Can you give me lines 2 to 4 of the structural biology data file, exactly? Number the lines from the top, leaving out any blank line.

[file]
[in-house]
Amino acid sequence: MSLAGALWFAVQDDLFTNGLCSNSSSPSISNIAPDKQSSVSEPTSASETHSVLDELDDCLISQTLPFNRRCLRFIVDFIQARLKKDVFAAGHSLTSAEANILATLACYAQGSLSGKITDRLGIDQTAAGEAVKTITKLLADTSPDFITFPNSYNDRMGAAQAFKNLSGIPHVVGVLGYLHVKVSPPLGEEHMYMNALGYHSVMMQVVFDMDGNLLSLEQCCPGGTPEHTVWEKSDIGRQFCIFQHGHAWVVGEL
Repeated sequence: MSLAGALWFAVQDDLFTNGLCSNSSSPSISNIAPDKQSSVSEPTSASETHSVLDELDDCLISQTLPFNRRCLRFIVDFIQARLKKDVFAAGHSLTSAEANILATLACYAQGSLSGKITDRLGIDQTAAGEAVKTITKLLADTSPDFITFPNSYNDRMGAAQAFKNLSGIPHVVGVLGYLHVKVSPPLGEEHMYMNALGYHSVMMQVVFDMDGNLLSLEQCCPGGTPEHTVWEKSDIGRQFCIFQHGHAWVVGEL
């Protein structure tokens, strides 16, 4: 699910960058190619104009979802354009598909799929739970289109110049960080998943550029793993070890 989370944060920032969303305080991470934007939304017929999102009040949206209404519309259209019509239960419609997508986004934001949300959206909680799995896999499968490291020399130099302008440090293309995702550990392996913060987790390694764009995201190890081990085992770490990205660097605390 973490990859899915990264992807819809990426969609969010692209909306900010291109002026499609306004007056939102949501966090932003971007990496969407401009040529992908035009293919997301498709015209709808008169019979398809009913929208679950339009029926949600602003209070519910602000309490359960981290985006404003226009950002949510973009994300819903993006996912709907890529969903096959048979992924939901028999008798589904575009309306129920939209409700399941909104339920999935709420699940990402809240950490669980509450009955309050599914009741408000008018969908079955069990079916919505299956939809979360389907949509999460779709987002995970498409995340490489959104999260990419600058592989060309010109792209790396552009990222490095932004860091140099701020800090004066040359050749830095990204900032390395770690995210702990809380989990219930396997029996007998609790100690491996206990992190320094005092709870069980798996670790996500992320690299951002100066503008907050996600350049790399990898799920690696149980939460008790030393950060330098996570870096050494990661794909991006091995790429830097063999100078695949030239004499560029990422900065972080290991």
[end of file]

Amino acid sequence: MSLAGALWFAVQDDLFTNGLCSNSSSPSISNIAPDKQSSVSEPTSASETHSVLDELDDCLISQTLPFNRRCLRFIVDFIQARLKKDVFAAGHSLTSAEANILATLACYAQGSLSGKITDRLGIDQTAAGEAVKTITKLLADTSPDFITFPNSYNDRMGAAQAFKNLSGIPHVVGVLGYLHVKVSPPLGEEHMYMNALGYHSVMMQVVFDMDGNLLSLEQCCPGGTPEHTVWEKSDIGRQFCIFQHGHAWVVGEL
Repeated sequence: MSLAGALWFAVQDDLFTNGLCSNSSSPSISNIAPDKQSSVSEPTSASETHSVLDELDDCLISQTLPFNRRCLRFIVDFIQARLKKDVFAAGHSLTSAEANILATLACYAQGSLSGKITDRLGIDQTAAGEAVKTITKLLADTSPDFITFPNSYNDRMGAAQAFKNLSGIPHVVGVLGYLHVKVSPPLGEEHMYMNALGYHSVMMQVVFDMDGNLLSLEQCCPGGTPEHTVWEKSDIGRQFCIFQHGHAWVVGEL
């Protein structure tokens, strides 16, 4: 699910960058190619104009979802354009598909799929739970289109110049960080998943550029793993070890 989370944060920032969303305080991470934007939304017929999102009040949206209404519309259209019509239960419609997508986004934001949300959206909680799995896999499968490291020399130099302008440090293309995702550990392996913060987790390694764009995201190890081990085992770490990205660097605390 973490990859899915990264992807819809990426969609969010692209909306900010291109002026499609306004007056939102949501966090932003971007990496969407401009040529992908035009293919997301498709015209709808008169019979398809009913929208679950339009029926949600602003209070519910602000309490359960981290985006404003226009950002949510973009994300819903993006996912709907890529969903096959048979992924939901028999008798589904575009309306129920939209409700399941909104339920999935709420699940990402809240950490669980509450009955309050599914009741408000008018969908079955069990079916919505299956939809979360389907949509999460779709987002995970498409995340490489959104999260990419600058592989060309010109792209790396552009990222490095932004860091140099701020800090004066040359050749830095990204900032390395770690995210702990809380989990219930396997029996007998609790100690491996206990992190320094005092709870069980798996670790996500992320690299951002100066503008907050996600350049790399990898799920690696149980939460008790030393950060330098996570870096050494990661794909991006091995790429830097063999100078695949030239004499560029990422900065972080290991």